Saturday, July 13, 2024
HomeScuba DivingBARE Introduces Redesigned Velocity Wetsuit

BARE Introduces Redesigned Velocity Wetsuit

BARE has completely redesigned its Velocity wetsuit.

The new iteration incorporates three different, “Full-Stretch” fabrics — only available in the Velocity series — into certain parts of the suit, which the company says improves overall fit, feel, performance, and durability.

When it was introduced in 2007, Velocity was the first to feature stretch fabrics in parts that need the most flexibility, particularly the shoulders and the torso.

According to BARE Brand Manager Tommy Aoki: “The first generation Velocity was a game-changer. People serious about their watersports loved the fit and freedom of movement. This new Velocity is better in every way. Now we’re using three types of full-stretch fabrics to ensure maximum comfort and mobility in the shoulders, torso and knees. Progressive Full-Stretch™ technology truly provides the right stretch in the right place.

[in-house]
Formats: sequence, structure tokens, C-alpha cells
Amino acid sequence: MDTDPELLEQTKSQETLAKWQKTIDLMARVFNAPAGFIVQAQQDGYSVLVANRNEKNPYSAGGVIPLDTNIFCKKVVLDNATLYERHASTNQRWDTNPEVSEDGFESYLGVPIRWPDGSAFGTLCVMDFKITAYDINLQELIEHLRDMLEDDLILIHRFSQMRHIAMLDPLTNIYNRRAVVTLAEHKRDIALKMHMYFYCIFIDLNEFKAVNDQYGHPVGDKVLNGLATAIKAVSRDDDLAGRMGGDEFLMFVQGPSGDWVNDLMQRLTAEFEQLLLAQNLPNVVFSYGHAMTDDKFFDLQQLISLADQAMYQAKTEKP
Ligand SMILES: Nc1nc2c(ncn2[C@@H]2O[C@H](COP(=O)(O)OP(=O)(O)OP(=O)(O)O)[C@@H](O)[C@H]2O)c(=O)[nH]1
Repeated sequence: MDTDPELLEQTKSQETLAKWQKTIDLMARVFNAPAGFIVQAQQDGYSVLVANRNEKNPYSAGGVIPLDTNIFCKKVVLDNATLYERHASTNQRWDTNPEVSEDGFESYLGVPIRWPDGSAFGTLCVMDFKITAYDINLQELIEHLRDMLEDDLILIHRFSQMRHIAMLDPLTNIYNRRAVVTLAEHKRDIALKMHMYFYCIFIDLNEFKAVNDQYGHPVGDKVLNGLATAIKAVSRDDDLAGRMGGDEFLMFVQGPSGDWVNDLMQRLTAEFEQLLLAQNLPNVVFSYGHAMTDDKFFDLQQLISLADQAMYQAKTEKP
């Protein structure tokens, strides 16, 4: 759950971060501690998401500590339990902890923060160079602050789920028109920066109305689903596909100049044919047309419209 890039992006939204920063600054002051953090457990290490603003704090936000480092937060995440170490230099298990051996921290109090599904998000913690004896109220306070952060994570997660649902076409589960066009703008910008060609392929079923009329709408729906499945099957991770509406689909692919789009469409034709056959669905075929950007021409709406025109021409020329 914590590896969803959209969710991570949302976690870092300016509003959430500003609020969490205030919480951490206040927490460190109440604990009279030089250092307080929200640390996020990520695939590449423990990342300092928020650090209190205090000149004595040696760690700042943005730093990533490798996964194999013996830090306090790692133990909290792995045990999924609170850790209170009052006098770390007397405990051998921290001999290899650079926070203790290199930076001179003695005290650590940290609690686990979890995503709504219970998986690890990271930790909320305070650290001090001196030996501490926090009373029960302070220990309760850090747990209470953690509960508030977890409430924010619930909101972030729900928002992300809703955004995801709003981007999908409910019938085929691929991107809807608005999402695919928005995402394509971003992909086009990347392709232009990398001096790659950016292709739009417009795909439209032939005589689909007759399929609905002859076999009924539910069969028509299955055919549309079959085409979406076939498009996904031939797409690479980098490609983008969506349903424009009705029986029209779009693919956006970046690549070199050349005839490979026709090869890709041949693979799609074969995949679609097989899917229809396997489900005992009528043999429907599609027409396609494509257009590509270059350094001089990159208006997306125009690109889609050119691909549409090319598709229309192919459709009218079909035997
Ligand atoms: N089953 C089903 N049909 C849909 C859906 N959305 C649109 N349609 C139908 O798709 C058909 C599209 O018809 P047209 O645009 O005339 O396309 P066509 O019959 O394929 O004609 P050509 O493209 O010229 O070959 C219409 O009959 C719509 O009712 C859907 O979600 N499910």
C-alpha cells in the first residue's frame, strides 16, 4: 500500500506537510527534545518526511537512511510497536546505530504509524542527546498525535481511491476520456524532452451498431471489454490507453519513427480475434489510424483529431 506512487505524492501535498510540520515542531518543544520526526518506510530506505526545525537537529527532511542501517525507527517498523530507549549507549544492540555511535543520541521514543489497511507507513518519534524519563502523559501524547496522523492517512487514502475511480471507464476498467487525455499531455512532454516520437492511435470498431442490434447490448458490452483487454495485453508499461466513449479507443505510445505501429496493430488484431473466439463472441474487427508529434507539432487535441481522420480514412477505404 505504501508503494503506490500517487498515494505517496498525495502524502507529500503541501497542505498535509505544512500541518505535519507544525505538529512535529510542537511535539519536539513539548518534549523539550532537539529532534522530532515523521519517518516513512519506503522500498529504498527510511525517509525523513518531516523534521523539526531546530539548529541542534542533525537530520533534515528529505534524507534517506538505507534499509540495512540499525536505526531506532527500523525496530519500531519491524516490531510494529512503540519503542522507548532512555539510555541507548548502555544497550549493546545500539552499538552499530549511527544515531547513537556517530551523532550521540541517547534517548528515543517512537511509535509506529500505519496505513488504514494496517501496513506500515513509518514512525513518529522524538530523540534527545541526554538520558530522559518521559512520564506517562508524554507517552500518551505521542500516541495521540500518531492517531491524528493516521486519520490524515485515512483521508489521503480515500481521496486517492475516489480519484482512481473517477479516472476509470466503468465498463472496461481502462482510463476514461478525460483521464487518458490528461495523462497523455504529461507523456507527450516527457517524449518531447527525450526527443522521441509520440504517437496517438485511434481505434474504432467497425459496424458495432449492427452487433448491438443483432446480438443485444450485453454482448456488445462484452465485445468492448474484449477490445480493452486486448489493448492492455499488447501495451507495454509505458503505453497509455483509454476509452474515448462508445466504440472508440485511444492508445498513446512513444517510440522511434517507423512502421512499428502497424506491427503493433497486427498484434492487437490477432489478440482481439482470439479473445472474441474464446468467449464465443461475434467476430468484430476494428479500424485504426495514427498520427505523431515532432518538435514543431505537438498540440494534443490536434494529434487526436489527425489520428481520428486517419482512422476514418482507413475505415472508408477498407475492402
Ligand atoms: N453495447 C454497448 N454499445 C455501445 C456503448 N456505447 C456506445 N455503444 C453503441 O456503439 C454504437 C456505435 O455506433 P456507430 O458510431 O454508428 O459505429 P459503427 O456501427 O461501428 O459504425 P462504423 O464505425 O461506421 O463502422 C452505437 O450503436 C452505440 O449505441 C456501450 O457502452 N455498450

We use the highest full-stretch fabric across the shoulders to provide maximum 4-way elongation with the least amount of force or restriction. We use another type in areas that need more durability, shape retention and compression resistance, like the torso and legs. In the knees we use a third type that resists abrasions while still providing extra freedom of movement. The result? An exceptionally mobile piece of scuba gear that’s also extremely durable. It’s the perfect cross-over wetsuit for divers and water sports enthusiasts who need a greater range of movement and comfort.

You can buy Velocity in 3MM, 5MM, and 7MM, in men’s and women’s sizes, and have a choice of four colors: blue, black, red and pink. Go to for more info.



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John Liang
John Liang
John Liang is the News Editor at He first got the diving bug while in High School in Cairo, Egypt, where he earned his PADI Open Water Diver certification in the Red Sea off the Sinai Peninsula. Since then, John has dived in a volcanic lake in Guatemala, among white-tipped sharks off the Pacific Coast of Costa Rica, and other places including a pool in Las Vegas helping to break the world record for the largest underwater press conference.